For BIE Schools Transitioning To Tribal Control, The Shift Isn't Easy
The Bureau of Indian Education (BIE) funds nearly 200 schools across Indian Country, but fully one third of those schools are still run by officials in Washington, D.C.
Now the BIE is hoping a few more schools will venture out of their administrative nest, encouraging tribes to take over management. The hope is that schools will actually thrive when locally run. But it’s a hard transition.
For the first and second graders at the Pueblo of Isleta Elementary School, recess is serious business. "Tag, you're it!," said one child as he ran toward the monkey bars, doing his best to escape.
This BIE school is on the Isleta Pueblo in New Mexico, about 15 miles south of Albuquerque. At the moment, these kids’ biggest concern is who is “it” in this game of tag. The faculty and tribal officials, however, have bigger concerns. They’re in their first year of running the school on their own. The federal government transferred control of Isleta Elementary to the tribe in July.
"We started talking about this in June of 2014," said tribal member Debbie Lente Jojola. "They just found the system was not working as a bureau-operated school system. Our test scores were horrible."
Isleta Pueblo contracted with Jojola's company, Rain Cloud Consulting, to coordinate the transition effort. Jojola said the school faced more than just low test scores when it was under BIE management. Things like hiring and firing staff were a problem.
"In a bureau-operated system, you know, after your probation period it’s almost an act of God to release someone," she said.
The tribe couldn’t afford to pay teachers what the federal pay scale demanded, but Jojola explained one of the biggest issues was not having a real educational leader. Under the BIE, school principals were enmeshed in bureaucracy, not education.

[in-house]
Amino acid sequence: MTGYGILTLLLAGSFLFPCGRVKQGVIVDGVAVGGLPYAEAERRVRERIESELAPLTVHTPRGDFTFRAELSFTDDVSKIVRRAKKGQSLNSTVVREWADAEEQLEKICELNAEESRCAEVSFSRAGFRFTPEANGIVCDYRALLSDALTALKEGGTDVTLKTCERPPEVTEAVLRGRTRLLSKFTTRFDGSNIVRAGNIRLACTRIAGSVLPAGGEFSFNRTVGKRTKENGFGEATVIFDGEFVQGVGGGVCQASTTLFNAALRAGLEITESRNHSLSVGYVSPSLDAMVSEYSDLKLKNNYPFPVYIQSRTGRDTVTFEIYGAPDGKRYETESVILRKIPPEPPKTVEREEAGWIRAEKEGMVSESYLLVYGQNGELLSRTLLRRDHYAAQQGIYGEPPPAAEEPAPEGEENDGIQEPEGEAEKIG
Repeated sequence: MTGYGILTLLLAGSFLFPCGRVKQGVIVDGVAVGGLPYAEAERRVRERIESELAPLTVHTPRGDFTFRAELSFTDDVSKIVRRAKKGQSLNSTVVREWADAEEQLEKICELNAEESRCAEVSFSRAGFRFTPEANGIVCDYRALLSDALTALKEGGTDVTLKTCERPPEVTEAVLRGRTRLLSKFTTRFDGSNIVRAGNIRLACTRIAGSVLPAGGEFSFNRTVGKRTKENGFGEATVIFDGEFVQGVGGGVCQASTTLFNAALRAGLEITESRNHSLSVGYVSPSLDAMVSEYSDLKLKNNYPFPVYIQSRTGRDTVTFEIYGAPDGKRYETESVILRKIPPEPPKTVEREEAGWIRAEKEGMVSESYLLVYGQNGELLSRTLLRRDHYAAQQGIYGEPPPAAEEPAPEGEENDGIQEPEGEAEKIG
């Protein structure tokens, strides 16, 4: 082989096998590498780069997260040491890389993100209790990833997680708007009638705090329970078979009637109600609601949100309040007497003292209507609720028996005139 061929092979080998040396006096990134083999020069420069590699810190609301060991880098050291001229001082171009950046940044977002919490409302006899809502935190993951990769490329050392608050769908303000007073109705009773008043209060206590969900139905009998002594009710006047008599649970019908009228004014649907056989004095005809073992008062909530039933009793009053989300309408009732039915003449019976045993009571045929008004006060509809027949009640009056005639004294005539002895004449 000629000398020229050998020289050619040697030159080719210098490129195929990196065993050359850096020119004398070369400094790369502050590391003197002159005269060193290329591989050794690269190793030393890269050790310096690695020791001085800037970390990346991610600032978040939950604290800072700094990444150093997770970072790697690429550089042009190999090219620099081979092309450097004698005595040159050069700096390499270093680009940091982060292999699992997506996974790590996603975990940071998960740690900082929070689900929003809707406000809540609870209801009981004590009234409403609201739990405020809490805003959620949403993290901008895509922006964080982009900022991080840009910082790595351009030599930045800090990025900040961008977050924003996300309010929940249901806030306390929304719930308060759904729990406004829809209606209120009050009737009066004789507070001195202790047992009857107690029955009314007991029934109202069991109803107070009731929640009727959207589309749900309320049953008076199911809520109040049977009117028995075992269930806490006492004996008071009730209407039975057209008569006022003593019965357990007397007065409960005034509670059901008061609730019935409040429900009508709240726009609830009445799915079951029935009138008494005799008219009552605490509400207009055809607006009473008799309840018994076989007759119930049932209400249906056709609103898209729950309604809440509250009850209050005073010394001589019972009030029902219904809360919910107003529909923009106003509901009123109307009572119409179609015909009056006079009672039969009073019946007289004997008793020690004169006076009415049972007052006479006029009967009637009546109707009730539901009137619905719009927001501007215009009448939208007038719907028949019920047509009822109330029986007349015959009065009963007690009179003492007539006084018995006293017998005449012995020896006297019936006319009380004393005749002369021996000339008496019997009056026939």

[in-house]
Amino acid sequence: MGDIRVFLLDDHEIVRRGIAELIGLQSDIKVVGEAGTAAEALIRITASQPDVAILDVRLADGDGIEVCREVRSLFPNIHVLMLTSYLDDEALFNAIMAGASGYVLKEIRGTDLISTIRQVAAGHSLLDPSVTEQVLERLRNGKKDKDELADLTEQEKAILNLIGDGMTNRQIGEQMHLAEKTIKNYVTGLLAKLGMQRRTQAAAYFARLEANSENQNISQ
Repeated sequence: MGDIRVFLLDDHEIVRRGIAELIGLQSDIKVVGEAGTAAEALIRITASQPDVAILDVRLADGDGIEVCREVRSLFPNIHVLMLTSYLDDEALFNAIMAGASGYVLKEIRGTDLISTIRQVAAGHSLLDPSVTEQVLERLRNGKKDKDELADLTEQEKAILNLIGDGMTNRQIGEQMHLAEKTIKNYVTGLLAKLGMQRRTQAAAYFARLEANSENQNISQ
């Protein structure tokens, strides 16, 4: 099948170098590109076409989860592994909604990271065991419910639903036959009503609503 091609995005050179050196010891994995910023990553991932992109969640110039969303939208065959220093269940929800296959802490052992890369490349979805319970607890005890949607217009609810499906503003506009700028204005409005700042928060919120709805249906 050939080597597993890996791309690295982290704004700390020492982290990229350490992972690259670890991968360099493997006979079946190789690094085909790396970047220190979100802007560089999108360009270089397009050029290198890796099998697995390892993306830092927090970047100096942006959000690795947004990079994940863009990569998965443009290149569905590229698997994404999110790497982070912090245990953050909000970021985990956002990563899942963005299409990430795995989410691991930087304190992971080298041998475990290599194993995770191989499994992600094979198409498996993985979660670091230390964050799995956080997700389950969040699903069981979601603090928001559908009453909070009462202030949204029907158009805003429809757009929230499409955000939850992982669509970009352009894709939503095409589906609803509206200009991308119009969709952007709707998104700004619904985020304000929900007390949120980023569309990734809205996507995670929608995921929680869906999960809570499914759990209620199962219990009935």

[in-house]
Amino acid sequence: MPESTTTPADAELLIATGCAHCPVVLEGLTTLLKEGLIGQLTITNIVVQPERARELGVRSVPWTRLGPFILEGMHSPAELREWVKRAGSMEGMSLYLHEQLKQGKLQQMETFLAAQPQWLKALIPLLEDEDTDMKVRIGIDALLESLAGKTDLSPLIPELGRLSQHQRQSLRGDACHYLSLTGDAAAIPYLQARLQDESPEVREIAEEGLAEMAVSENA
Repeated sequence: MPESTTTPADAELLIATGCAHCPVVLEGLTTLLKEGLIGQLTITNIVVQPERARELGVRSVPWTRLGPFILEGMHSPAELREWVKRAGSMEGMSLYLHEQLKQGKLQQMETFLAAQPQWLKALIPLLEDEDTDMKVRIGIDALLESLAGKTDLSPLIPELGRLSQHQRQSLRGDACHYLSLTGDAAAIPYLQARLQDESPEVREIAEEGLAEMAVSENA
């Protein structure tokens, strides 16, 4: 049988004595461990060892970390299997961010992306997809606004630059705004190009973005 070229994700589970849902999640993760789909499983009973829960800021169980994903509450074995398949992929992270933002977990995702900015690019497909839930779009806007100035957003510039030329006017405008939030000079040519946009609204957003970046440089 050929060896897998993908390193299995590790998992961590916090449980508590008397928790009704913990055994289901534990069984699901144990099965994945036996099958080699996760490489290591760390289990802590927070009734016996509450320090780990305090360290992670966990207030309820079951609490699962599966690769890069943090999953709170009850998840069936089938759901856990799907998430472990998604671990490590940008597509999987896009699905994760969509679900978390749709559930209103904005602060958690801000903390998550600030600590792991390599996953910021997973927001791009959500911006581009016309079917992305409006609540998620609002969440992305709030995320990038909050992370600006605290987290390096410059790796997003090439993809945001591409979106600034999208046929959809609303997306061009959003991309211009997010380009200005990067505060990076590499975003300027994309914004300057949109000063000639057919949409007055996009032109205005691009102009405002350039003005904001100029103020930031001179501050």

"They have to watch transportation. They have to oversee food services, they have to oversee curriculum and the educational piece," Jojola said. "So all the other admin pieces consume the principal’s job."
As a result, Jojola said many parents were moving their kids to state-run public schools in Albuquerque and Los Lunas. In the past 10 years, attendance has dropped by half. She said tribal government decided to take control of the school.
So what’s different this year?
"There’s no one else to blame," said school principal Frank Fast Wolf. "Because now they don’t have the BIE or the history of the BIE. They take over that ownership."
Fast Wolf said with less administrative responsibility, he’s focusing more energy on the kids and teachers this year. He’s also working to encourage his teachers to become more invested in the students, rather than just clocking out when the school day is over.
While tribal culture has always played a larger role in BIE schools when compared with state public schools, Jojola said now it’s even more so.
"There is much more to the curriculum than just learning your ABC’s and how to write and speak," she said. "It’s bringing your community into all those subject areas, because it’s living it everyday."
The change hasn’t been without its share of logistical challenges though. While pay rates are competitive to New Mexico public schools, the school is no longer offering the high federal pay scale they were once required to. Many former teachers decided not to reapply for their positions under tribal management. Despite all of that, Jojola is still optimistic about the school’s future.
"This is a new day and time. We no longer want to say, 'OK, just hire me and we’ll follow your rules and guidance,'" said Jojola. "We really want to take that leadership and ownership."
Isleta Elementary is the only BIE school on this reservation. For tribes like the Navajo Nation, which has 66, this shift this is much more complex.
In part three of this series, we’ll take a closer look at how the process is working there and explore why many are opposing the move.